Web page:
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Liebler Building facade

The facade of the Liebler Building, 21-29 Cliff St, is also known as that of the Reckitt and Colman building, from the name of the last tenant. It was built for J.A. Liebler in 1880 to be let as offices (see Herald, below). It is between the extant Lionel Samson building and the site of W.F. Samson's 1881-1900 residence (in 2021 an NDU carpark). Liebler apparently shot himself dead in 1881.


After restoration in 2019. Clearly, there were four doorways for four separate offices.


As it was until 2018, with doorways and windows filled in, and decorated with quasi-religious art, and known as the 'Wedding Wall' - because it provided a backdrop for photographers.


The Fremantle Library History Collection gives a rather different history:
Between 1890 and 1895 this facade was constructed in front of some stone cottages (c. 1881), probably to enhance their appearance. However these buildings were demolished in November 1967. The facade is classified by the National Trust. (Fremantle Library photo #1021, 1972.)

Fremantle Society

What follows is an article about the buildings that were previously on the corner of High and Cliff Sts from the Fremantle Society's newsletter (Fremantle) August 1991 issue, pp. 1, 3-5. A note at the end of the article credits 'Des Lambert, formerly of Samsons, for the historical notes for this article'.





Herald 1880:
BUILDERS must be doing well in Fremantle, judging from the number of improvements being made at present. We notice that M. Hgham & Sons are having a fine verandah put up round their store, in High Street. This will not only add to the general appearance of the street, but will also afford pedestrians agreeable shelter in all weathers. The firm are also putting in new plate glass windows which will add greatly to the appearance of the store and premises. In Adelaide Street, Mr. J. A. Liebler has nearly completed three fine cottages. They already present an attractive appearance, and will, when finished, add greatly to that part of the town. Behind the Government stables the same gentleman has erected ten cottages, which rejoice in the name of Queen's Square. It is a good sign of general prosperity in Fremantle when we are able to say that all the thirteen houses are already let at good rentals. In Cliff Street Mr. Liebler is raising a building, which he intends to let for business offices. The building is of stone with brick dressings and will be stuccoed and pointed. The Adelaide and Cliff Street buildings are being erected under the care and direction of Mr. Foreman, who has been careful to see that the work has been well and faithfully done. Herald (Fremantle) Saturday 25 September 1880: 3 (emphasis added).


What the site looked like in late 2016, with the Liebler facade extreme left, and the tramways facade with new apartment complex to the right. Notre Dame University planned to develop the site, with a five-storey building including a theatre, a bar/cafe, and a function centre/exhibition space, but keeping the Liebler facade, but was opposed.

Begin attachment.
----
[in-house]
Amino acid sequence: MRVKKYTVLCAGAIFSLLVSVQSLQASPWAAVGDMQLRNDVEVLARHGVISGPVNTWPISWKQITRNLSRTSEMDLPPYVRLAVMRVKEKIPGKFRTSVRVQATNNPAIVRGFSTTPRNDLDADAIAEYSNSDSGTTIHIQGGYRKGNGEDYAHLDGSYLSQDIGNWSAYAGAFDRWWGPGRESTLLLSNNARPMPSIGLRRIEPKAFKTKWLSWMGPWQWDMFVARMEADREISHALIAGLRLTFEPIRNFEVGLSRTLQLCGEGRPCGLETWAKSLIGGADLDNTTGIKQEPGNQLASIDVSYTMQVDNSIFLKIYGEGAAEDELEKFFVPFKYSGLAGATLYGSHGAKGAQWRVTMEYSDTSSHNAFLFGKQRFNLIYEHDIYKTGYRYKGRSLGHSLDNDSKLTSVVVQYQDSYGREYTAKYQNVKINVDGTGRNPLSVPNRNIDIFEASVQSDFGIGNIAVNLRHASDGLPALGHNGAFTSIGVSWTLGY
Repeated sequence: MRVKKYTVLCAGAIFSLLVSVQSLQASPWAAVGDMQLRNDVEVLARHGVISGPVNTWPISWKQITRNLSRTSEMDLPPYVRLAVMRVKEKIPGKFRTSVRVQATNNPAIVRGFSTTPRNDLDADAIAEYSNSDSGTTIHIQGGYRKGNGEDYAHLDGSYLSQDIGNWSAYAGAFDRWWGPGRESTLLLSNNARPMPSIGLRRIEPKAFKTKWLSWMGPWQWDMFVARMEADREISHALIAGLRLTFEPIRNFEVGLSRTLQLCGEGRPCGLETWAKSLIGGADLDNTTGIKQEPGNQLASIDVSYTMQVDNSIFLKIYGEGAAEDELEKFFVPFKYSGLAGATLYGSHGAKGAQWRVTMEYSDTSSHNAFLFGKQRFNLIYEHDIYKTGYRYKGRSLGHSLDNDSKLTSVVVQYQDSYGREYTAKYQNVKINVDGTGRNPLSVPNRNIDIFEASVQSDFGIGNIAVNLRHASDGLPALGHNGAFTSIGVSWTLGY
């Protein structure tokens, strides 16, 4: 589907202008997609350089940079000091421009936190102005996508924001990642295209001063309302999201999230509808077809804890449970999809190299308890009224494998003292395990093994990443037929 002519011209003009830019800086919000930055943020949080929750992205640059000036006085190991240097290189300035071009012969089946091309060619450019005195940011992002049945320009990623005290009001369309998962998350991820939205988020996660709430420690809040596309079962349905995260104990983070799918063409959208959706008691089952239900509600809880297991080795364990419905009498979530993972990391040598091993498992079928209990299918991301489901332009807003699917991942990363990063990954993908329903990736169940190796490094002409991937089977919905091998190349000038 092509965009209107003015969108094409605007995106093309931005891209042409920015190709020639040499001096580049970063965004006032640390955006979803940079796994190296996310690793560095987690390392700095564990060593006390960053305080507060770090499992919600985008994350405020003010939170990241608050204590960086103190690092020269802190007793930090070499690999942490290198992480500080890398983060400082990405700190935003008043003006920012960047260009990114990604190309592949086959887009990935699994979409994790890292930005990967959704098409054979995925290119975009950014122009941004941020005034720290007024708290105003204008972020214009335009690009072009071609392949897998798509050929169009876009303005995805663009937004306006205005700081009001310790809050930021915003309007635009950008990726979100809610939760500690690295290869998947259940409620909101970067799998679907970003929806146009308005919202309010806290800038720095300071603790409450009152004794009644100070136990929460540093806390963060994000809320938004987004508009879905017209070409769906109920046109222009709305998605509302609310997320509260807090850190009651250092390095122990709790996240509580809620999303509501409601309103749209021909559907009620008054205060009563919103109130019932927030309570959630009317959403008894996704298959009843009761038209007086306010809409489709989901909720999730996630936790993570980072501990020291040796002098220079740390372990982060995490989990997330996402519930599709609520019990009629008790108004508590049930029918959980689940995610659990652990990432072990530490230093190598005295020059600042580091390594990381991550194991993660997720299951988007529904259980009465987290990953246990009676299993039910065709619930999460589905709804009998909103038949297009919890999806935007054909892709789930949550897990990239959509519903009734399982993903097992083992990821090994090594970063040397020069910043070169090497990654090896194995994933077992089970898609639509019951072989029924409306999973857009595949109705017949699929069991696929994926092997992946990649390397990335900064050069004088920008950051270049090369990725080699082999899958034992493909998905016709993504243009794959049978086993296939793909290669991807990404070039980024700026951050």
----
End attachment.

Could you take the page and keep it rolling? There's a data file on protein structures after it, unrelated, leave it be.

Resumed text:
New Uni Plans

Stephen Pollock, Fremantle Herald, 7 October 2016

THE university of Notre Dame is planning a new building on the south west corner of Cliff and High Streets, home of Fremantle’s famous “Wedding Wall”.
They will reveal their plans at an information session on Monday, 3.30pm at Fairweathers, the old Fremantle Hotel diagonally opposite the proposed site.
The university told the Chook it would keep the facade (which is frequently draped in bridal parties lining up for wedding snaps), but were keeping tight-lipped on any other detail.


William Frederick Samson's house was built on the proposed site in 1855.
It was demolished by Elder Smith in 1954 and from 1976 onwards was part of the Marina Village development, and these days the site behind the wall is a carpark.
The Mediterranean Shipping Company recently opened its well-received new HQ on Cliff Street, a few doors down.

Notre Dame Plays Height Hardball

Stephen Pollock, Fremantle Herald, 18 November 2016

NOTRE DAME UNIVERSITY is playing hardball over the height of its planned $17 million nursing and midwifery school in Fremantle’s West End.
Next week the uni will submit a proposal to Fremantle council for a five-storey school at the south-west corner of Cliff and High Streets, despite the town planning scheme only permitting four storeys in the heritage precinct.
When the five storey plan was first unveiled at a public meeting last month, Fremantle mayor Brad Pettitt said the height would be 'challenging' for council, but after consulting with the WA Heritage Council the university has decided to press forward.


'There are very few scenarios where we approve that sort of height in the West End,' says Dr Pettitt. 'But we take every case on its merits and will have to look at how far the fifth storey is set back.
'I know city officers were concerned it could be visible from the street and we’ll need to look at that very closely.'
The upper floors of the planned building will be home to the nursing and midwifery school and the ground floor will include a 200-seat theatre, a small cafe/bar on High Street, and retail on Cliff Street, accessible through the heritage 'Wedding wall' facade.
Notre Dame released its controversial plan on the same day WA heritage minister Albert Jacob announced that Fremantle’s West End would be added to the state heritage register to provide more protection.

References and Links

Heritage Council page

Garry Gillard | New: 2 May, 2016 | Now: 8 December, 2021